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A new study finds that adult vaccination rates are "stubbornly low", leading to many preventable deaths each year. Why?

Vaccine rejectionism — where parents opt out of routine vaccinations for their children — is on the rise. Those who reject vaccines often feel extremely strongly about the issue, and one of their more common arguments is that vaccine-preventable diseases are simply not dangerous in developed western nations. 

A belief in alternative healthcare isn't the only reason people don't get their shots, though. Many adults are just not aware that booster shots are recommended on a regular basis, and the authors of a new study now warn that "stubbornly low" vaccination rates in adults are becoming a public health concern. 

The large number of inappropriately-vaccinated does send a chilling message to vaccine rejectionists, however: 30,000 people die from vaccine-preventable diseases in the United States every year. 

Why Are Adult Vaccination Rates So Low?

Dr Laura Hurley, assistant professor of medicine at the University of Colorado (CU) School of Medicine, and her colleagues looked at the immunization status of American adults in 2012 with the help of the Centers for Disease Control and Prevention (CDC). They examined how primary care physicians determined whether adults were up to date on their vaccines, and inquired if physicians stocked all 11 recommended adult vaccines. 

The survey lead to some interesting discoveries:

  • Only 65 percent of adults over 65 get their flu shots
  • Only 62 percent got the pneumococcal vaccine
  • A mere 20 percent of high-risk adults aged 19 to 64 received a pneumococcal vaccine
  • Shingles was even less of a priority: only 16 percent of adults over 60 got their herpes zoster shot
Dr Hurley explains that "missed opportunities for adult vaccination are common", as patients' vaccine status is not questioned during every medical appointment. She also adds that "most physicians are not stocking all recommended vaccines".

Why are adults not getting the vaccines that are recommended for them? The answer may lie in the doctor's office, rather than with patients themselves. Dr Hurley and her team concluded that financial barriers represent a large portion of the problem with adult vaccination rates, but not in the way you might think — we're talking about financial risks for doctors.

"Physicians in smaller, private practice often assume more risks from stocking expensive vaccine inventories and may be particularly affected by these financial barriers," the authors of the new study, which was published in the Annals of Internal Medicine, write. Physicians reported they encountered difficulties in getting reimbursed by insurance companies for vaccines.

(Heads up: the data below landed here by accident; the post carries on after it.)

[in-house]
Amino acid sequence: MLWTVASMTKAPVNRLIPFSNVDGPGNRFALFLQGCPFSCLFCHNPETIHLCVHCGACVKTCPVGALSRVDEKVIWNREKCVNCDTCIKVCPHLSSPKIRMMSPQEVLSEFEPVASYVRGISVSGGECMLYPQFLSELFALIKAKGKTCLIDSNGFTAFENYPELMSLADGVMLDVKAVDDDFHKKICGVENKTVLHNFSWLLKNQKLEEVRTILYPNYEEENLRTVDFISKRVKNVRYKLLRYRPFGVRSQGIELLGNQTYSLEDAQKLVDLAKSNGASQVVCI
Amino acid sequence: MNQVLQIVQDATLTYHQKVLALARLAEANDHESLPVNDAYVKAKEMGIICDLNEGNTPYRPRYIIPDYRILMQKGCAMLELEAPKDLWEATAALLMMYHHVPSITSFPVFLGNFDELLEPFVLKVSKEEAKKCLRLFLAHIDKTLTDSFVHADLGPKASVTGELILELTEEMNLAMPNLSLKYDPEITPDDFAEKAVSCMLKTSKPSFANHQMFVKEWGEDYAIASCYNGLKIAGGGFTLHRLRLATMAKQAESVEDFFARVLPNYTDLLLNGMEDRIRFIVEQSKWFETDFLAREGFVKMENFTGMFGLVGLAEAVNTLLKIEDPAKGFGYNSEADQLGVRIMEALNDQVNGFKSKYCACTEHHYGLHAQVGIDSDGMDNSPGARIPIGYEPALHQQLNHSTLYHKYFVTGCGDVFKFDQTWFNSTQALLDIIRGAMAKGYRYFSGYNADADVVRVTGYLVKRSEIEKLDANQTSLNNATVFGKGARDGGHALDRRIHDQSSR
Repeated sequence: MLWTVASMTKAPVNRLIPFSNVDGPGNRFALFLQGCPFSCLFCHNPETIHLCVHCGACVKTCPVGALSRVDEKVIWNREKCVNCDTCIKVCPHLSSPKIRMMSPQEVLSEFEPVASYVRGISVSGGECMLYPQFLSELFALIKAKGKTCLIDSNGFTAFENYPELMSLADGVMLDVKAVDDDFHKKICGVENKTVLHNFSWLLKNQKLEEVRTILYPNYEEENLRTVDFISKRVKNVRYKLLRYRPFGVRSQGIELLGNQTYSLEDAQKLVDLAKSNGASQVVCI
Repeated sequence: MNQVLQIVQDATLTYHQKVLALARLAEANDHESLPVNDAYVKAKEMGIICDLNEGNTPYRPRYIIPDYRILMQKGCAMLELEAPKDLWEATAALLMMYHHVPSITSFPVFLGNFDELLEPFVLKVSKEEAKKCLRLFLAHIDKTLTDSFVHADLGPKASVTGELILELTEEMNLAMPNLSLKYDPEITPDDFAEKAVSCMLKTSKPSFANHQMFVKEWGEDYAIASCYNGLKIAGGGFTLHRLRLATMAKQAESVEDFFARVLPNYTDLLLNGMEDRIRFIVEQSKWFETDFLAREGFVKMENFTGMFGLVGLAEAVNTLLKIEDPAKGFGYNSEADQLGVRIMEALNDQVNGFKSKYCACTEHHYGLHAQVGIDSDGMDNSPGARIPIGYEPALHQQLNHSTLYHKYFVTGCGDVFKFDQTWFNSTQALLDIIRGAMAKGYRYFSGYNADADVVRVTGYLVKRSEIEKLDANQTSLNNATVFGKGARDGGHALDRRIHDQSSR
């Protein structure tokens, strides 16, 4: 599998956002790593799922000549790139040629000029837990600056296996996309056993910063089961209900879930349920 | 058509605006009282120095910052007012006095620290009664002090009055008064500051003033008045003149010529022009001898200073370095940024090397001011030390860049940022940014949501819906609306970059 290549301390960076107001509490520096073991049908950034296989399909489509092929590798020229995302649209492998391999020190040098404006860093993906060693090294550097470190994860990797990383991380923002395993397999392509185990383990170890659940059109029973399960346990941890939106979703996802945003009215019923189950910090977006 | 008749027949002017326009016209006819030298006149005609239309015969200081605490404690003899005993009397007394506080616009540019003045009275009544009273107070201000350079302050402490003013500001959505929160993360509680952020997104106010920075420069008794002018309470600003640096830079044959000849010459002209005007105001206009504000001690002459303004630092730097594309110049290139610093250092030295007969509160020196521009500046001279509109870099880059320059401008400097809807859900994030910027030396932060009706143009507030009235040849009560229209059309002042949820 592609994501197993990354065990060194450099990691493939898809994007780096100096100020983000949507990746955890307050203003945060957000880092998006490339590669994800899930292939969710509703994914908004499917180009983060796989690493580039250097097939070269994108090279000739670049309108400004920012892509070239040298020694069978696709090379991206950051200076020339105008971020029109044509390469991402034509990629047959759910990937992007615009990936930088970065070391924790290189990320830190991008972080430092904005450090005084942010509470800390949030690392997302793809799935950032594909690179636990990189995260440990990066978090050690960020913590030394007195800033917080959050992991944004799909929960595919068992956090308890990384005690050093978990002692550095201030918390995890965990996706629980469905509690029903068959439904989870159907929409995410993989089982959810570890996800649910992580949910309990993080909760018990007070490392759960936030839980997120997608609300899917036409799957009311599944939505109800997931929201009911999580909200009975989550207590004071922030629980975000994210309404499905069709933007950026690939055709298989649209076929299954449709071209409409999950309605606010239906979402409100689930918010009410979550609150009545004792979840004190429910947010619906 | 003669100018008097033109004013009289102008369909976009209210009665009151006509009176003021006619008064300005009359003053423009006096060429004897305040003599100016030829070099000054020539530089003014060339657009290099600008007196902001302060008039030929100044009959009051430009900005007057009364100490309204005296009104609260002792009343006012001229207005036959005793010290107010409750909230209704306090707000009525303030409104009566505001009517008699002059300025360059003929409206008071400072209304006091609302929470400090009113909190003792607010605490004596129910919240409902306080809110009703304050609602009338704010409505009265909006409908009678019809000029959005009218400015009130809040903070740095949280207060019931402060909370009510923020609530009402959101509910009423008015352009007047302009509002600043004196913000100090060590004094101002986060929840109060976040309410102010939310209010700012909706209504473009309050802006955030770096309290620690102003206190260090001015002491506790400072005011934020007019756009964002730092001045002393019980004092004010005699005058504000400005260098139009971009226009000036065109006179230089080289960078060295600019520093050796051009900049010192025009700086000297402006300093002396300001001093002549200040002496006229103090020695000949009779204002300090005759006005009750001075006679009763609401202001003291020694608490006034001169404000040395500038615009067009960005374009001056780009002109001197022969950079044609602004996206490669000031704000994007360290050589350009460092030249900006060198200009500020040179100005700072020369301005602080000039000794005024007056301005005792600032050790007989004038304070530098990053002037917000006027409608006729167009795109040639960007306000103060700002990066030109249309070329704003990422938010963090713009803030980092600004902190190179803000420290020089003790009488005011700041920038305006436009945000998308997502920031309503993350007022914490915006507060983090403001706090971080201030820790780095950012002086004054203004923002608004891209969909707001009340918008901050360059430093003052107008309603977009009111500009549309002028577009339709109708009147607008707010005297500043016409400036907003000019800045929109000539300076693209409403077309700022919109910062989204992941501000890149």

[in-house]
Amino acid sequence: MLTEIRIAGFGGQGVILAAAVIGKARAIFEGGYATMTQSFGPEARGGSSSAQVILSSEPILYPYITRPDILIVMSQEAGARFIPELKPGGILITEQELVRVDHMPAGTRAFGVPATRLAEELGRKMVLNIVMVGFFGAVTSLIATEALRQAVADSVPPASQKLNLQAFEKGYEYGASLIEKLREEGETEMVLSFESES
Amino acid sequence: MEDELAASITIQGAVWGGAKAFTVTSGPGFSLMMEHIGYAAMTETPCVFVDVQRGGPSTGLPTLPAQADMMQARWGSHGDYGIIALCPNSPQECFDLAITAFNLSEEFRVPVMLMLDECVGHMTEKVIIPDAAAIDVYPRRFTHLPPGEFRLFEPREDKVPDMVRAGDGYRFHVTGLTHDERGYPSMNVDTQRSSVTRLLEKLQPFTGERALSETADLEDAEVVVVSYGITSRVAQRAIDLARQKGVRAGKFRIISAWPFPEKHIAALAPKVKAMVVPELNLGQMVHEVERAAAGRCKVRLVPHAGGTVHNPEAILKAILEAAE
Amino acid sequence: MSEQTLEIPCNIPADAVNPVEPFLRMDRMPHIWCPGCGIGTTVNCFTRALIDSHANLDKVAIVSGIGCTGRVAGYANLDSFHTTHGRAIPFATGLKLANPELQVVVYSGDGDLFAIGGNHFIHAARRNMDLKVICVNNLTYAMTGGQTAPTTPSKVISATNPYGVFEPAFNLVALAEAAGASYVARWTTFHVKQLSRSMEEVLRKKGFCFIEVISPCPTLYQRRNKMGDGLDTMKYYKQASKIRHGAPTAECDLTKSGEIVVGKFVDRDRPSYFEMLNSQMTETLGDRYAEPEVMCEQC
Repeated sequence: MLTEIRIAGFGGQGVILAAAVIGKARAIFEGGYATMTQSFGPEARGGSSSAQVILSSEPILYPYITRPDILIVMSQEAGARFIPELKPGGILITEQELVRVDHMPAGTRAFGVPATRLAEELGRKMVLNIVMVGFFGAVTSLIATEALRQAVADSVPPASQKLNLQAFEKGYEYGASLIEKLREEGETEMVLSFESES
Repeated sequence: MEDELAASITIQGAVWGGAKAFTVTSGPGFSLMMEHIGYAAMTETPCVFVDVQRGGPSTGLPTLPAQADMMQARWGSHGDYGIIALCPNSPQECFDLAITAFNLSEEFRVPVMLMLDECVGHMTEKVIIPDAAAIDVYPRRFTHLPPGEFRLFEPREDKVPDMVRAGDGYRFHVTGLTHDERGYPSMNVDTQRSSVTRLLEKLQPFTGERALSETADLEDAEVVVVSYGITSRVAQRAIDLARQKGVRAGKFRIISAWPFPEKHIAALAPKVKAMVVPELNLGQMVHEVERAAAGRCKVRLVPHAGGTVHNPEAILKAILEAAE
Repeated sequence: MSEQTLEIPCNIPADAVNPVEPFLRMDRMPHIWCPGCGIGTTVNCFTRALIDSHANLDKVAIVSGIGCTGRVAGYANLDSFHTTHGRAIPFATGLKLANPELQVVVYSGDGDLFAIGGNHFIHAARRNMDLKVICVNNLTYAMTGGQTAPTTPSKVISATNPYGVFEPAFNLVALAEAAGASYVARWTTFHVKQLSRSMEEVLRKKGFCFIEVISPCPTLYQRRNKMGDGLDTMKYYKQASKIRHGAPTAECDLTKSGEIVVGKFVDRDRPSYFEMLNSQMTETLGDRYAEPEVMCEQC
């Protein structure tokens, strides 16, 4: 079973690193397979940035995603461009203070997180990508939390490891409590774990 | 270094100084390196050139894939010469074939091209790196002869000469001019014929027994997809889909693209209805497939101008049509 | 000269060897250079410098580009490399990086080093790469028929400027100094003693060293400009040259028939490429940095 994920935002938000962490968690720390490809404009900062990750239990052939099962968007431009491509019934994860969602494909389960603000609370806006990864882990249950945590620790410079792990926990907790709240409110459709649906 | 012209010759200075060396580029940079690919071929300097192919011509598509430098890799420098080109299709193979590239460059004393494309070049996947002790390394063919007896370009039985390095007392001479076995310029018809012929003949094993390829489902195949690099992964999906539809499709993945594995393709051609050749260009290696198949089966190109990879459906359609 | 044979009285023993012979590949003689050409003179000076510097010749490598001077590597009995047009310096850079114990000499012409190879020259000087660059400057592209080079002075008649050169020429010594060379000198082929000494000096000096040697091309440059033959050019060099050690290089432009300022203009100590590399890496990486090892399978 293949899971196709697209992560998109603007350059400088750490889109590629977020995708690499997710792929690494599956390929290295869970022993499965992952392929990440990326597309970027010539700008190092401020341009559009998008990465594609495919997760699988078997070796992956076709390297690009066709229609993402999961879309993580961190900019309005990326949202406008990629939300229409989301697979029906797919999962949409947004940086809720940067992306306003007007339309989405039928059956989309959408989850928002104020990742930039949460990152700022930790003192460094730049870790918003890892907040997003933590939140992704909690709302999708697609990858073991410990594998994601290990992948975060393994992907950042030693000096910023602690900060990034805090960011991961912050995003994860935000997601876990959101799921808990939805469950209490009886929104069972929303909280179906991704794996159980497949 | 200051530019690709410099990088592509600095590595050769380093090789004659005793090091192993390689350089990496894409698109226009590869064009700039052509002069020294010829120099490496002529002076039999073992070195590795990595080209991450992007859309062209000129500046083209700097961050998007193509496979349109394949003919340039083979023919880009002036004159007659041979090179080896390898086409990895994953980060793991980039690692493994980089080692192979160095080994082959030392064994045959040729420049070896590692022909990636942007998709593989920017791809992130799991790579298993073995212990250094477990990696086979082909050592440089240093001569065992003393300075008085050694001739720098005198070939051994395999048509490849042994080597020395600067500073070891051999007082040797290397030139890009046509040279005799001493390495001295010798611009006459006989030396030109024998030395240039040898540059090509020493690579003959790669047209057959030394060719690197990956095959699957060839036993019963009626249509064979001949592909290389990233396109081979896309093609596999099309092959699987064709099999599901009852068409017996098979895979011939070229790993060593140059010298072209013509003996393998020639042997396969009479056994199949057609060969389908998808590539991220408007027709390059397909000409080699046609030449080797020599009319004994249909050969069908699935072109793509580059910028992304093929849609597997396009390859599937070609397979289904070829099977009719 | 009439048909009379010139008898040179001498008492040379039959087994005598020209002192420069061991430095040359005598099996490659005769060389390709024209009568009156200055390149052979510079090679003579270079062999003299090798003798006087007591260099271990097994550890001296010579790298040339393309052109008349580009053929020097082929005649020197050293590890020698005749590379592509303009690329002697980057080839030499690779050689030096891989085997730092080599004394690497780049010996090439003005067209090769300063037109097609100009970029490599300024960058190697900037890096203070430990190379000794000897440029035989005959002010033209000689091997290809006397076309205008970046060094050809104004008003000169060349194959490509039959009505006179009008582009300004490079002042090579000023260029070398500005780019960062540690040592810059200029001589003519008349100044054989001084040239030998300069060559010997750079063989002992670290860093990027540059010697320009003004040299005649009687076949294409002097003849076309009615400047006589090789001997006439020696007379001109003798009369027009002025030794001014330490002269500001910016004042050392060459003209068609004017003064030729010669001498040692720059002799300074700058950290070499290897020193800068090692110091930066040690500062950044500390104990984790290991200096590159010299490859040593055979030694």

Herpes zoster, commonly known as shingles, is caused by the varicella zoster virus. Though this is the same virus that causes chickenpox, the symptoms are often much more severe. Shingles can lead to chronic nerve pain, occular inflammation, and even vision loss.

Shingles is not a virus you want to catch, and the good news is that it is vaccine-preventable and covered by Medicare Part D. Why is the vaccination rate so low, then? Doctors cited reimbursement issues as the reason for not stocking the vaccine at all, thereby cutting many patients off from the practical possibility to be immunized

Accessing The Recommended Vaccines

Back to that death figure. Thirty-thousand preventable deaths a year. In the United States of America. That is a shocking number if there ever was one. It's no surprise that the authors of this study want to know what can be done to improve that situation. 

They suggest using a confidential database to track vaccine rates in specific areas, and say this could help doctors remain aware of the vaccination statuses of their individual patients

"I feel we need to take a more systematic approach to this issue," Dr Hurley says."As the population ages this could easily grow into a more serious public health issue."

Under the Affordable Care Act, private insurance companies are obliged to cover recommended vaccines without co-pays when they are given by in-network providers. Those financial barriers that were mentioned should not, in other words, have to exist at all.  

The study's authors conclude that improving adult vaccination rates will "require increased use of evidence-based methods for vaccination delivery and concerted efforts to resolve financial barriers". In the meantime, individual patients can see their physicians and insist on all the recommended immunizations. 

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